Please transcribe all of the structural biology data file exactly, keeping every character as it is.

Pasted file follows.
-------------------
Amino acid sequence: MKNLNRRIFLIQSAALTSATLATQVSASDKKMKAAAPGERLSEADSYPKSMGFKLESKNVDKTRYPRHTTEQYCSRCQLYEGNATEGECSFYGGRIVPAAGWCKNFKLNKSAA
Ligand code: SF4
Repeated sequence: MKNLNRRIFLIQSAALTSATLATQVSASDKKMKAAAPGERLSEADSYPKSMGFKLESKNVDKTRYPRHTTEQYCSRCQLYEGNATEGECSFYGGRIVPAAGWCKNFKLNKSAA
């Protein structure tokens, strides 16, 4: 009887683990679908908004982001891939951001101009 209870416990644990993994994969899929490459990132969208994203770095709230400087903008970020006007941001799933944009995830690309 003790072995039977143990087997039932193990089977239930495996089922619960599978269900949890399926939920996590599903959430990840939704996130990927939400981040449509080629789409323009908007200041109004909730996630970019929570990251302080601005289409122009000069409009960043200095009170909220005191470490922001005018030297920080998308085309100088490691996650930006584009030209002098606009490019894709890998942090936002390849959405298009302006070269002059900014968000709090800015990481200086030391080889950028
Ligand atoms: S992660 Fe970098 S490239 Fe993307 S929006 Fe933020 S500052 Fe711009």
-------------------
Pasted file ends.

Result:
Amino acid sequence: MKNLNRRIFLIQSAALTSATLATQVSASDKKMKAAAPGERLSEADSYPKSMGFKLESKNVDKTRYPRHTTEQYCSRCQLYEGNATEGECSFYGGRIVPAAGWCKNFKLNKSAA
Ligand code: SF4
Repeated sequence: MKNLNRRIFLIQSAALTSATLATQVSASDKKMKAAAPGERLSEADSYPKSMGFKLESKNVDKTRYPRHTTEQYCSRCQLYEGNATEGECSFYGGRIVPAAGWCKNFKLNKSAA
């Protein structure tokens, strides 16, 4: 009887683990679908908004982001891939951001101009 209870416990644990993994994969899929490459990132969208994203770095709230400087903008970020006007941001799933944009995830690309 003790072995039977143990087997039932193990089977239930495996089922619960599978269900949890399926939920996590599903959430990840939704996130990927939400981040449509080629789409323009908007200041109004909730996630970019929570990251302080601005289409122009000069409009960043200095009170909220005191470490922001005018030297920080998308085309100088490691996650930006584009030209002098606009490019894709890998942090936002390849959405298009302006070269002059900014968000709090800015990481200086030391080889950028
Ligand atoms: S992660 Fe970098 S490239 Fe993307 S929006 Fe933020 S500052 Fe711009």